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McStay v. Przychocki

Decided: April 19, 1950.


Proctor, J.s.c.


The above matter comes before the court on defendant's motion to set aside or reduce two verdicts, each in the amount of $6,000, in favor of the administratrix ad prosequendum of the estates of Francis McStay and James McStay, on the ground that they are excessive.

The decedents, Francis McStay, age ten, and James McStay, age twelve, were killed as the result of being struck by an automobile owned and operated by the defendant. Defendant admitted liability, and the only question submitted to the jury was the extent of money damages sustained by the next of kin of decedents.

The decedents left surviving their father, who died some time after their death; their mother, thirty-five years of age; a brother, Robert, age five; a brother, William, age three; and a sister, Mary Anne, age nine months. The decedents were average boys, who helped their mother around the house, and had good marks in school. There also was testimony that James had earned money delivering newspapers.

The action is brought under our Death Act, R.S. 2:47-5, and distribution is to be made pursuant to R.S. 2:47-4 and R.S. 3:5-4 equally among the parents and brothers and sister.

I have examined all the reported cases commencing with the turn of the century down to the present relating to the

question of compensation for the death of a minor, not a prodigy, and it appears that the range of compensation in such cases has been $1,000 for the death of a boy four years and four months of age in the case of Graham v. Consolidated Traction Co. , 65 N.J.L. 539 (Sup. Ct. 1900), to $6,000 for the death of a boy thirteen years of age in the case of Jorgensen v. Wilberg , 6 N.J. Misc. 79 (Sup. Ct. 1928). In the depression years, even though the purchasing power of the dollar was greater, similar awards for the deaths of minors were not markedly lower than those in the instant case. See Sakos v. Byres , 11 N.J. Misc. 527 (Sup. Ct. 1933); affirmed, 112 N.J.L. 256 (E. & A.) ($5,000 for the death of a nine-year-old boy reduced to $4,500); Scott-Huntington v. Pearson , 11 N.J. Misc. 642 (Sup. Ct. 1933) ($4,425 for the death of a ten-year-old boy held not excessive). There are also more recent, unreported cases showing an adjustment in verdicts to the economic factors in the period of litigation.

Therefore, it would seem that our courts have made allowance for fluctuation in the value of the dollar with the changing economic trends over the past half century. It may well be that the jury considered the present deflated value of the dollar. Judicial notice thereof may be properly taken and the jury, in the exercise of its judgment, could have properly considered it in examining damages against the defendant. Nusser v. United Parcel Service of N.Y., Inc. , 3 N.J. Super. 64 (App. Div. 1949); Bowes v. Public Service Railway Co. , 94 N.J.L. 378 (Sup. Ct. 1920).

Defendant argues that the sole measure of damages is the amount the decedents would have earned until they reached the age of twenty-one, less the amount it would cost the parents to maintain, clothe and educate them. If this proposition as the sole measure of damages is sound, it is difficult to understand how the wrongful death of any child (excluding a prodigy or a genius) would warrant a verdict of any more than nominal damages. Indeed, I am sure that most parents today would agree, regardless of their standard of living, that the cost of maintaining and educating a child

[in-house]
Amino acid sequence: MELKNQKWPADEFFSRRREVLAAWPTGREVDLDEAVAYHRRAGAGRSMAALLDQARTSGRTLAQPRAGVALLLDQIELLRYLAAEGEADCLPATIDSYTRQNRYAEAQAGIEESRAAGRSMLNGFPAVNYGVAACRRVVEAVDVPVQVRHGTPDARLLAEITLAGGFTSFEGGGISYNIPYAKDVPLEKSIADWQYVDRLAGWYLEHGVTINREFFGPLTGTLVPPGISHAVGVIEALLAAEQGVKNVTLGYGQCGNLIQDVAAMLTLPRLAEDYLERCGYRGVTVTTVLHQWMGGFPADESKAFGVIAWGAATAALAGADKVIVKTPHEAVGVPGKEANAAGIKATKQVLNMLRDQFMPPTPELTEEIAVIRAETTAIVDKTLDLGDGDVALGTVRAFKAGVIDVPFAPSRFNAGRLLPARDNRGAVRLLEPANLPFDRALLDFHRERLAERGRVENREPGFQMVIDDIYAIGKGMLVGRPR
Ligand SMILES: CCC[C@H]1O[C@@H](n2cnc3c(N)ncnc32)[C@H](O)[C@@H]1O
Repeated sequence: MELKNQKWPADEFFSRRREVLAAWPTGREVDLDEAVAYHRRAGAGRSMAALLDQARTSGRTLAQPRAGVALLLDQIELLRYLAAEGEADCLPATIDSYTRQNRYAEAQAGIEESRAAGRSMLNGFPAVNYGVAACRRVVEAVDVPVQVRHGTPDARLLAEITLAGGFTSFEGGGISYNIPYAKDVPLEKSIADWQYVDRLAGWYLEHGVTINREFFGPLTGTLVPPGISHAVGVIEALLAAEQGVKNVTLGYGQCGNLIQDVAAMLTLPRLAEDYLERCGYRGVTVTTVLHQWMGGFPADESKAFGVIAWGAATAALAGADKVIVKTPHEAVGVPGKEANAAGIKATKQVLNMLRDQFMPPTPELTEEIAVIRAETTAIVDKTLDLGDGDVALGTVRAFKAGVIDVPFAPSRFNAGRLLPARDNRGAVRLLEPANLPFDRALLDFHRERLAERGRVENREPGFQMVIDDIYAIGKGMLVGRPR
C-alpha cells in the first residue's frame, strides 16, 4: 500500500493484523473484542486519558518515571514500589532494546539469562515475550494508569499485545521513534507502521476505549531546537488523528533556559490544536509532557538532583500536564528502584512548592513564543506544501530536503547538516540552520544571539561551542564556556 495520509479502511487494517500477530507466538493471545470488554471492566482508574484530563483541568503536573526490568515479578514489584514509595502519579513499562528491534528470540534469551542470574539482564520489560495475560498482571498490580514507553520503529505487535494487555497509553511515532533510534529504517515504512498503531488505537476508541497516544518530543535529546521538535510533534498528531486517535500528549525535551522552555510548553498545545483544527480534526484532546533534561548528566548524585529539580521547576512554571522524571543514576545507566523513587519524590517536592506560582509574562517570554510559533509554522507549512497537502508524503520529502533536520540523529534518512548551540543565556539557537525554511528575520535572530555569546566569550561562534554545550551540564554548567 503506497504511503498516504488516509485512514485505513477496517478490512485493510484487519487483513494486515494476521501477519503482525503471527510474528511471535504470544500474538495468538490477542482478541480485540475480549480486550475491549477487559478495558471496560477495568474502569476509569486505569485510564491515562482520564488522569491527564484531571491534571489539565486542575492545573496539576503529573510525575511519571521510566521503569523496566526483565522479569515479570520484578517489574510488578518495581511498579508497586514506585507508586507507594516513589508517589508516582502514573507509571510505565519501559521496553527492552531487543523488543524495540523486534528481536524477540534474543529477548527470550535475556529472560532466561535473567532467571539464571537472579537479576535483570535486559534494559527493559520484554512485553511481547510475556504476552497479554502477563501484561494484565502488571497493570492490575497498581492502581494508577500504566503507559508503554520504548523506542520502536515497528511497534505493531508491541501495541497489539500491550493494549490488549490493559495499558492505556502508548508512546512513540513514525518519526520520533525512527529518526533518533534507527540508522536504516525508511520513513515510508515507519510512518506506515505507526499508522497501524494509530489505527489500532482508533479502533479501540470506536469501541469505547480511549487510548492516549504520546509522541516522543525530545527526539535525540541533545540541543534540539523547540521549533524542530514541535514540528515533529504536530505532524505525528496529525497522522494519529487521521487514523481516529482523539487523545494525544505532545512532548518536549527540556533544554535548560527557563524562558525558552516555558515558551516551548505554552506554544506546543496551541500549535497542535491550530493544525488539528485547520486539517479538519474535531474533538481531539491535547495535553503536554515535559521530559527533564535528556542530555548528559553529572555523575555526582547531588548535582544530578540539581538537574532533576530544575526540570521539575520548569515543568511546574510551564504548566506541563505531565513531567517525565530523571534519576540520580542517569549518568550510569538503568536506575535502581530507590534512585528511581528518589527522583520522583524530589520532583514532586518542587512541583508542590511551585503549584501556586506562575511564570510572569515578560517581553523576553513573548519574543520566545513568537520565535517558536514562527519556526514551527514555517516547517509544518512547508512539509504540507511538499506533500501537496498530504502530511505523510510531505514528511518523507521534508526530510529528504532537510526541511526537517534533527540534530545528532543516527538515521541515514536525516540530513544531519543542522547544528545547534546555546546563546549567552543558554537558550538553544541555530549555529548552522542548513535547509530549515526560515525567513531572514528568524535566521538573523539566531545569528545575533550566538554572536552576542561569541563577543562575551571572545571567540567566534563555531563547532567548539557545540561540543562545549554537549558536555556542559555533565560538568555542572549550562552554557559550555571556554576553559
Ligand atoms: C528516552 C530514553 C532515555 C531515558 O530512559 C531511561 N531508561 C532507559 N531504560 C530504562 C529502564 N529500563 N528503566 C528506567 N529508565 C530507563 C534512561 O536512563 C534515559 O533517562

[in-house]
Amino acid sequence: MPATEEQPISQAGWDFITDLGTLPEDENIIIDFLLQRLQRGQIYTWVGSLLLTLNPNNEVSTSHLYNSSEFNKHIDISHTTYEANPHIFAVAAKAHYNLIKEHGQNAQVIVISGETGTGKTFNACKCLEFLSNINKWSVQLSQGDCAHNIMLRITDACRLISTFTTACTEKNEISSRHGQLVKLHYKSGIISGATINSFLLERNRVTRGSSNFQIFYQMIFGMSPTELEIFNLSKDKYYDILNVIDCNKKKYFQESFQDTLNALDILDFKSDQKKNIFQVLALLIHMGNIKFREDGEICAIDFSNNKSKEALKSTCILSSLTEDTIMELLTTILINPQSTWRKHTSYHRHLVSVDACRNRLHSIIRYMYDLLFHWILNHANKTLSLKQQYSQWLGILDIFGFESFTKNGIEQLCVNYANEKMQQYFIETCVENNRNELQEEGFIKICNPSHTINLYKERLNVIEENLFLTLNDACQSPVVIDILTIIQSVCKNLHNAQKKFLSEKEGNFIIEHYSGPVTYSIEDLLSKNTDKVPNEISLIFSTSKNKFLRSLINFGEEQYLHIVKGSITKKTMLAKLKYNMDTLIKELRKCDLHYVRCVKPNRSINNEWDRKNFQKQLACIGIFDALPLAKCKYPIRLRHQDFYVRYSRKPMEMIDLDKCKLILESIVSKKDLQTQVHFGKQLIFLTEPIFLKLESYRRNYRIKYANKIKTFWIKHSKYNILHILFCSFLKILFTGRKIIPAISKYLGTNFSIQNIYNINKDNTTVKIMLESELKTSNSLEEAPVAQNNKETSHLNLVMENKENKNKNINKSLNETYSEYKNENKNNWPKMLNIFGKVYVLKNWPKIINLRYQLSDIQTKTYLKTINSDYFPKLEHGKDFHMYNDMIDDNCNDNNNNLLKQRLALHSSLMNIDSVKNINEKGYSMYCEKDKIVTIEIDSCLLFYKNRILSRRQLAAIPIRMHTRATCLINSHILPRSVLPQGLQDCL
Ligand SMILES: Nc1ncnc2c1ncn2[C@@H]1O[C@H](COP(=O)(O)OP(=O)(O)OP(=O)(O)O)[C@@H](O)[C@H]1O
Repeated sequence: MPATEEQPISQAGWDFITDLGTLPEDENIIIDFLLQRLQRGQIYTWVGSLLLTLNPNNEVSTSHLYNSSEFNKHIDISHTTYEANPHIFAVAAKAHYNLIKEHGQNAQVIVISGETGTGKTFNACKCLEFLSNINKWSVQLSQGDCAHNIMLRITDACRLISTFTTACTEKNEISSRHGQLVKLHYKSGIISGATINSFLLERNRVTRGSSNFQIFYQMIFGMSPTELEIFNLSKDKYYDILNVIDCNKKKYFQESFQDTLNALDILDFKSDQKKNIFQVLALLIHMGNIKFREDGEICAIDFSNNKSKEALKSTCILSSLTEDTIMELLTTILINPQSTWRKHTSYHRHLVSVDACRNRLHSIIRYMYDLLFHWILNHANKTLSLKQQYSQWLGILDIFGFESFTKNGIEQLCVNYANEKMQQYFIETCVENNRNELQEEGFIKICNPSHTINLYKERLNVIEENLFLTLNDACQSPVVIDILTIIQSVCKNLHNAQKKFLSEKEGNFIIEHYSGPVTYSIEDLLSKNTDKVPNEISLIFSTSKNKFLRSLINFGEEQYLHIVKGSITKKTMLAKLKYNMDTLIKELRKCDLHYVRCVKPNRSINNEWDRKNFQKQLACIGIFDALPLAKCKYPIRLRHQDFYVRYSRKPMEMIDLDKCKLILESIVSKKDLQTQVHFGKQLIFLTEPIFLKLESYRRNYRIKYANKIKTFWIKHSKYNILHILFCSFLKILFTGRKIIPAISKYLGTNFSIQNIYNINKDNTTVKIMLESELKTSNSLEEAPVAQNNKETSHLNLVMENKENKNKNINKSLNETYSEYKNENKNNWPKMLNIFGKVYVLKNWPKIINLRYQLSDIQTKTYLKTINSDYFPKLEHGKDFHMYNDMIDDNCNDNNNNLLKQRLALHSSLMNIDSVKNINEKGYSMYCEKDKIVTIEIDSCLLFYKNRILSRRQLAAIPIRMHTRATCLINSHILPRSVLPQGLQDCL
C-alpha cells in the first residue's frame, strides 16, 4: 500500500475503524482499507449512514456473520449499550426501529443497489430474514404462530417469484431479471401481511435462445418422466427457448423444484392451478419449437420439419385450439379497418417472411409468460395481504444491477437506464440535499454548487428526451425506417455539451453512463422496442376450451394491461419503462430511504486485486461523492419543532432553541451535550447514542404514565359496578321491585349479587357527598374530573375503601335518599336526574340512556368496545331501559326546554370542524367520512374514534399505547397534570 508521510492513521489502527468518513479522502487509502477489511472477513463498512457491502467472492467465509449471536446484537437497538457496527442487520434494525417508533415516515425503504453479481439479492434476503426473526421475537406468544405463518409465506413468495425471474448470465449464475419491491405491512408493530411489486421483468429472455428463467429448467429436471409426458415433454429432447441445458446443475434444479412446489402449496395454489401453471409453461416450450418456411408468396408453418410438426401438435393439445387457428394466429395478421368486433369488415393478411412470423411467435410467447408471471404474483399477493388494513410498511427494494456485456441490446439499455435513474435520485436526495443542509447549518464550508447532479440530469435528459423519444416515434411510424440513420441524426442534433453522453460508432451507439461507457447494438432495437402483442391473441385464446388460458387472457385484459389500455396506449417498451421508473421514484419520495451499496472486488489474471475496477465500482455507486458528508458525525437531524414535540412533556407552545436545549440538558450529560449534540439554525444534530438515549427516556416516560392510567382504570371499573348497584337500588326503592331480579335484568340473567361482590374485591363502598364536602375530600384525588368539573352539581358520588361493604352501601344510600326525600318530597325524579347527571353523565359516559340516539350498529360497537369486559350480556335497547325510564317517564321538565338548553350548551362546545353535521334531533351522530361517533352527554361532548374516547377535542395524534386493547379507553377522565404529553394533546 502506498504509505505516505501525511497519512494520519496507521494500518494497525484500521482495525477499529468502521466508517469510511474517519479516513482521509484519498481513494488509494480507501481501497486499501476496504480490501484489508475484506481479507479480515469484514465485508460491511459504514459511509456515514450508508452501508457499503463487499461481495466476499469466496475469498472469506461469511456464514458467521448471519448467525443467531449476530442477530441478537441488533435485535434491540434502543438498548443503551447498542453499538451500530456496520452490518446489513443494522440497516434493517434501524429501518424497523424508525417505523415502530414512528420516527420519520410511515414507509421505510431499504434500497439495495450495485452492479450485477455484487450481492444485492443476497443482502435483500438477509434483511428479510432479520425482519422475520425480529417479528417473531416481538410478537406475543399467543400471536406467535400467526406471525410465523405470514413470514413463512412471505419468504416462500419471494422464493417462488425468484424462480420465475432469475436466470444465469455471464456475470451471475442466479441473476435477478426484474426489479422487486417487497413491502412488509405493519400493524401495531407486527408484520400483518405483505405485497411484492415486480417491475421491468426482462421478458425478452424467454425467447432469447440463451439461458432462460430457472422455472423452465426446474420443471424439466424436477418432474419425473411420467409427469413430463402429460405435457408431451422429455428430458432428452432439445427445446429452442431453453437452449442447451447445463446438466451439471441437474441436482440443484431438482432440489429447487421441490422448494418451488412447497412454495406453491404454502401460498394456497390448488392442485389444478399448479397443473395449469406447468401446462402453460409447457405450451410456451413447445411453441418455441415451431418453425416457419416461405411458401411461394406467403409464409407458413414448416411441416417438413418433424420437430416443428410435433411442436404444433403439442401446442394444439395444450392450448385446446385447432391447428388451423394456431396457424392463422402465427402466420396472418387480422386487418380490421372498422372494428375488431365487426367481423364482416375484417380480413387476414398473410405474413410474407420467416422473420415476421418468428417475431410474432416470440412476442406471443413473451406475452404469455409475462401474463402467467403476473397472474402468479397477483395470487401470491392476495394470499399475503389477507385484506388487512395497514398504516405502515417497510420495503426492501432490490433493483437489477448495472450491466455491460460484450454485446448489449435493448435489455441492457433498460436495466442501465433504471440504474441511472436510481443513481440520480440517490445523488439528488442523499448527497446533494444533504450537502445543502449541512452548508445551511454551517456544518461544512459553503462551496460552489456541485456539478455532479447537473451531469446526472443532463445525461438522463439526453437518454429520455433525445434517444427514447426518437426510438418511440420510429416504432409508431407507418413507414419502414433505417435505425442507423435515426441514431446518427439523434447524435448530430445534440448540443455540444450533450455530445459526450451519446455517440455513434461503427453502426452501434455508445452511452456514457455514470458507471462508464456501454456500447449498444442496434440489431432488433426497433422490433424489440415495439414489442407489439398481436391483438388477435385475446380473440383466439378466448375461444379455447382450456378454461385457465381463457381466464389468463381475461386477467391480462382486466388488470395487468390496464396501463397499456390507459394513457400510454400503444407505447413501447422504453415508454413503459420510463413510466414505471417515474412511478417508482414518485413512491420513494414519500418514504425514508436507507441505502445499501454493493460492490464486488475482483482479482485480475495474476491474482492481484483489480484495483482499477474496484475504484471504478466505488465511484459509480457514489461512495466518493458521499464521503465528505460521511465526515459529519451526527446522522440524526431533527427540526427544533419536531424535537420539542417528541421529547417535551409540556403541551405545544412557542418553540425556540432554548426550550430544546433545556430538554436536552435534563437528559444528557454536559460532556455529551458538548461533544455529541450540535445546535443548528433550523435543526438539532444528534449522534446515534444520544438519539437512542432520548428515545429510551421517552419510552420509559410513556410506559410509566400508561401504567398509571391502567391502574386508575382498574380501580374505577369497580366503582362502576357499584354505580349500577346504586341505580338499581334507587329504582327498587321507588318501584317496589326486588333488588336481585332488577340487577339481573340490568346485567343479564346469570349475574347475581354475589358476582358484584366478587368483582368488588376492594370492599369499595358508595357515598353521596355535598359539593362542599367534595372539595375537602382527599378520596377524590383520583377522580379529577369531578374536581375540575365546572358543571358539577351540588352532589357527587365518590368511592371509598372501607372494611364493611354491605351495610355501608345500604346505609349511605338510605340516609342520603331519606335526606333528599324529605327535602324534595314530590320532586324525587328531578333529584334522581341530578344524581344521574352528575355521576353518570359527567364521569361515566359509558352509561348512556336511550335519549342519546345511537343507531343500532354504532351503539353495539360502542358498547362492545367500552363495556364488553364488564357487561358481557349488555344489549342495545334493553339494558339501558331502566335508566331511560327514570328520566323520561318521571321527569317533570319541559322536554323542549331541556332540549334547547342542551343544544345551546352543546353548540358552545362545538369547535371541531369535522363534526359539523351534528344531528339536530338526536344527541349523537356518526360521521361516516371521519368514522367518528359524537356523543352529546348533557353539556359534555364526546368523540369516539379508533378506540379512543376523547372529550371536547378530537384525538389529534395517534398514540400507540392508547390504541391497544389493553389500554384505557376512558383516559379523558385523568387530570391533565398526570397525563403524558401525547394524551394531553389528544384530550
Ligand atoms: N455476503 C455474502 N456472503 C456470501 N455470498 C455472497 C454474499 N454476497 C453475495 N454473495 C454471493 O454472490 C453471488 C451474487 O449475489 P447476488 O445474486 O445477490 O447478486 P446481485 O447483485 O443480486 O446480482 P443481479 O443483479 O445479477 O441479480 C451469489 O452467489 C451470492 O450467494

(from the time he is ten or twelve) exceeds the earnings the child would turn over to them up to his arriving at the age of twenty-one. The statute (R.S. 2:47-5) refers to "pecuniary injuries resulting from such death to * * * next of kin of the deceased." "Pecuniary injury" is not limited to loss of earnings. "Pecuniary injury" is the deprivation of the reasonable expectancy of a pecuniary advantage which would have resulted by a continuation of the life of the deceased. The word "pecuniary" is used in distinction to those injuries to the affections and sentiments which arise from the death of relatives and which, though most painful and grievous to be borne, cannot be measured or recompensed by money. It excludes also those losses which result from the deprivation of the society and companionship of relatives which are equally incapable of being defined by any recognized measure of value. Carter v. West Jersey & Seashore R.R. Co. , 76 N.J.L. 602 (E. & A. 1908). However, the parents sustain a different kind of loss from the death of their children. While they owe their children the duty of nurture and of intellectual, moral and physical training, they can expect services or chores pertaining to the household from the children over and above any earnings the children might receive. For this loss the parents are entitled to just compensation from a wrongdoer. The loss of a mother's nurture of children is a pecuniary injury to the children. Clark v. Prime , 18 N.J. Misc. 226 (Bergen County Circuit Court 1940). As a corollary, the deprivation of the child's services to the parents is a pecuniary injury to them. Moreover, the jury could consider the pecuniary loss the mother suffered by being prospectively deprived of such contributions to her support as her sons might make after attaining majority. This is particularly true of the instant case, where the surviving mother with her three younger children ordinarily would depend on the two oldest sons for support. See Morhart v. North Jersey Street Ry. Co. , 64 N.J.L. 236 (E. & A. 1900).

The surviving brothers and sister were younger than the decedents. While in a strict legal ...

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